INTRODUCTION: Studies reporting outcomes of liver resection for sarcoma metastases (LRSM) typically include gastrointestinal stromal tumours (GIST), or pooled analyses of "non-colorectal liver metastases", which do not reflect the subgroup of patients with sarcomatous liver metastases. This study aimed to perform a systematic review to evaluate oncological and surgical outcomes in patients undergoing LRSM, and to report new data from two tertiary institutions. METHODS: MEDLINE and the Cochrane Library were searched for studies reporting oncological and surgical outcomes after LRSM, following PRISMA guidelines. Studies reporting liver resection for GIST were excluded. The resulting studies were pooled, with data from two European centres. RESULTS: Six studies of LSRM were included, comprising 212 patients from previously reported series and 24 patients from ours, with median follow-up times of 18-53 months. Postoperative mortality rates ranged from 0 to 9 and the pooled overall survival (OS) was 8995 83-96, and 3195 14-47 at one and five years, respectively (median: 36 months). The presence of synchronous extra-hepatic metastases was found to be a significant risk factor for shorter OS in two cohorts, with hazard ratios of 3.7 (p textless 0.001) and 9.1 (p = 0.016), respectively. The largest reported series also found larger metastases (≥100 mm), lack of response to chemotherapy and a shorter disease-free interval to be associated with significantly shorter OS after LSRM. CONCLUSIONS: Patients undergoing LRSM with negative prognostic factors such as the presence of extra-hepatic metastases are unlikely to benefit from surgery. Acceptable medium- and long-term survival may be achievable in highly selected patients.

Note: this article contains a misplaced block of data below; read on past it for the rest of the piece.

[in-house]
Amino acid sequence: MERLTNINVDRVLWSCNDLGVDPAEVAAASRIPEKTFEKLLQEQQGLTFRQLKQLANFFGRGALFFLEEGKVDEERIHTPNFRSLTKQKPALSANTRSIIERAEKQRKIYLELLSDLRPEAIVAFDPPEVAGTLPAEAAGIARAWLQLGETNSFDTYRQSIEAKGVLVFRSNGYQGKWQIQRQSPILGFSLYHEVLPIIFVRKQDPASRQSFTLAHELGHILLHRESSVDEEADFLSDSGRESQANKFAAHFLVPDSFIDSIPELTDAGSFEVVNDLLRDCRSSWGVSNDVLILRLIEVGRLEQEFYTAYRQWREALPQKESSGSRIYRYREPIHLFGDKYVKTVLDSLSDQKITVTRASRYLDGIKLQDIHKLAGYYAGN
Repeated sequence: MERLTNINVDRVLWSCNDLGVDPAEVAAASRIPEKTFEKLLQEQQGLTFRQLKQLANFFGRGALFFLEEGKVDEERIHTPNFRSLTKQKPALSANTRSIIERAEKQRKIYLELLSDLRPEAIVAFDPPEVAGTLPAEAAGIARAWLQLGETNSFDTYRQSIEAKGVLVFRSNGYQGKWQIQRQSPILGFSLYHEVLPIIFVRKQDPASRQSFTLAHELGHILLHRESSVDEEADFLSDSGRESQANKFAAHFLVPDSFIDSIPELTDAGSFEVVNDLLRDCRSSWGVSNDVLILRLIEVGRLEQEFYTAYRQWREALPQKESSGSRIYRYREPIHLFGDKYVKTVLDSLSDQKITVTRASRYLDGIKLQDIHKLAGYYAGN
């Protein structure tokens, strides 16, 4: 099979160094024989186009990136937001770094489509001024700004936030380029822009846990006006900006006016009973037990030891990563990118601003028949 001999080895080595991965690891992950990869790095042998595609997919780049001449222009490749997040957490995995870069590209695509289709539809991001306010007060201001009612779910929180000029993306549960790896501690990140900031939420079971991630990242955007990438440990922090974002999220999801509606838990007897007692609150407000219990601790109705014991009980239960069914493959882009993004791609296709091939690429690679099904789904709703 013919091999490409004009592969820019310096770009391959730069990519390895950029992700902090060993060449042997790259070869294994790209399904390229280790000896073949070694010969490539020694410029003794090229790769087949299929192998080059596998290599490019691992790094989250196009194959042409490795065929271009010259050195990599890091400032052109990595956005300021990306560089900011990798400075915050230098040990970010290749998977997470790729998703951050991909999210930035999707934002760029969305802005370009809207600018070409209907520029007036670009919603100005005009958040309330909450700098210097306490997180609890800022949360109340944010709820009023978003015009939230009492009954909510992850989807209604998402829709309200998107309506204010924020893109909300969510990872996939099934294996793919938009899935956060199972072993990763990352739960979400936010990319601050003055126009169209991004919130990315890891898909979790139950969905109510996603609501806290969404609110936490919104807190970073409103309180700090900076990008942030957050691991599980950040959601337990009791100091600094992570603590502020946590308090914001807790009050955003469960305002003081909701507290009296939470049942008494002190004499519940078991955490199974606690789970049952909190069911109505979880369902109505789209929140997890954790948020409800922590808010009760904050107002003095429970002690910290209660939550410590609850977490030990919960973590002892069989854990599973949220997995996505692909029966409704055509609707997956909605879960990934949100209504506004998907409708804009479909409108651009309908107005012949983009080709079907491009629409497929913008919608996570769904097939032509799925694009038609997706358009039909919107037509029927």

|Journal||European Journal of Surgical Oncology|
|Issue number||10 Pt A|
|Publication status||Published - Oct 1 2020|